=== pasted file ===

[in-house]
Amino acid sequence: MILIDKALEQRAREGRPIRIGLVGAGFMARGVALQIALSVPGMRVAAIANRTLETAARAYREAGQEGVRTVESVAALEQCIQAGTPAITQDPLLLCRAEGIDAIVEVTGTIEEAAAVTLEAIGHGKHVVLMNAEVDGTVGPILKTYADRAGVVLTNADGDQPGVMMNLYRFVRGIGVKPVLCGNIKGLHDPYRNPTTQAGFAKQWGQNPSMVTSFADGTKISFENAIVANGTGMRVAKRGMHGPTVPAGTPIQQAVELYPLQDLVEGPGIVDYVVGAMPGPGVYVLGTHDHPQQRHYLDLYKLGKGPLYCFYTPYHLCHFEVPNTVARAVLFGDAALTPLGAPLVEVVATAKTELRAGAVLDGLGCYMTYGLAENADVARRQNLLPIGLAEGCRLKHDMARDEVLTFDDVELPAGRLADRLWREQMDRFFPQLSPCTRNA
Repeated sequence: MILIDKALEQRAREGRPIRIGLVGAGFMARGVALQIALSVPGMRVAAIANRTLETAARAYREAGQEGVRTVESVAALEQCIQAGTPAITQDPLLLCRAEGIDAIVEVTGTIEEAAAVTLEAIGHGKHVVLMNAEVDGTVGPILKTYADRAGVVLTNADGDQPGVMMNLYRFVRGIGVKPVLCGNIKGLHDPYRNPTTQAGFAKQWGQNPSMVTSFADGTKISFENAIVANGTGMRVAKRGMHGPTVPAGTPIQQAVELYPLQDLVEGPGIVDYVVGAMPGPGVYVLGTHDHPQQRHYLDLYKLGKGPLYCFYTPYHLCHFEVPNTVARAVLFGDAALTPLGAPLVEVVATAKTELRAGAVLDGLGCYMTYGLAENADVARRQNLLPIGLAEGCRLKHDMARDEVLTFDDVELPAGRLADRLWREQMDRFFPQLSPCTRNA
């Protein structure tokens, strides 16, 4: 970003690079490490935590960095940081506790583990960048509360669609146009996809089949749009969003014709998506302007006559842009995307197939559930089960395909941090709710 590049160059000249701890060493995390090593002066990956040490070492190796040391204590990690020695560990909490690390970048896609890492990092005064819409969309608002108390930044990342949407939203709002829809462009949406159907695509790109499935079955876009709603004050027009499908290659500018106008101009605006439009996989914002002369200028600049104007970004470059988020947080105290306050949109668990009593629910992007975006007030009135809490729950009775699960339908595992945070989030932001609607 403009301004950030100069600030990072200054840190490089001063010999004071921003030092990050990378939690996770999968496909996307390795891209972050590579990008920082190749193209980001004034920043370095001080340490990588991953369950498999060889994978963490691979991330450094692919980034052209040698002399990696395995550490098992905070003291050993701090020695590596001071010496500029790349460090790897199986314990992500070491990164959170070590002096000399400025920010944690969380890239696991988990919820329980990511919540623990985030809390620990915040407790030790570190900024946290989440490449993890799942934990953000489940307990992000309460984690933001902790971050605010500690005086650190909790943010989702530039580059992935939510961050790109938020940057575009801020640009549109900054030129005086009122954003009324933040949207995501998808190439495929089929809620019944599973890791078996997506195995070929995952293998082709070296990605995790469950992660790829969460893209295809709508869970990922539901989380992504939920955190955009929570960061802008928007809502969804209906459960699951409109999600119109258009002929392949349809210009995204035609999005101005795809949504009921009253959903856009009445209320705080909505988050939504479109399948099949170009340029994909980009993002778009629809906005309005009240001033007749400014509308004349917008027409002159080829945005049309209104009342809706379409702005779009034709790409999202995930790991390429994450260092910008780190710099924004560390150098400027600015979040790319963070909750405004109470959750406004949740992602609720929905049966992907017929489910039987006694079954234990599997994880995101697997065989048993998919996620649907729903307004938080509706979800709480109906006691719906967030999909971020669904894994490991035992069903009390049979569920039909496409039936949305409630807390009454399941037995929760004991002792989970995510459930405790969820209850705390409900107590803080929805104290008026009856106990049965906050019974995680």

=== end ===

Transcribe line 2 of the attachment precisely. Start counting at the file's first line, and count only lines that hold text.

Amino acid sequence: MILIDKALEQRAREGRPIRIGLVGAGFMARGVALQIALSVPGMRVAAIANRTLETAARAYREAGQEGVRTVESVAALEQCIQAGTPAITQDPLLLCRAEGIDAIVEVTGTIEEAAAVTLEAIGHGKHVVLMNAEVDGTVGPILKTYADRAGVVLTNADGDQPGVMMNLYRFVRGIGVKPVLCGNIKGLHDPYRNPTTQAGFAKQWGQNPSMVTSFADGTKISFENAIVANGTGMRVAKRGMHGPTVPAGTPIQQAVELYPLQDLVEGPGIVDYVVGAMPGPGVYVLGTHDHPQQRHYLDLYKLGKGPLYCFYTPYHLCHFEVPNTVARAVLFGDAALTPLGAPLVEVVATAKTELRAGAVLDGLGCYMTYGLAENADVARRQNLLPIGLAEGCRLKHDMARDEVLTFDDVELPAGRLADRLWREQMDRFFPQLSPCTRNA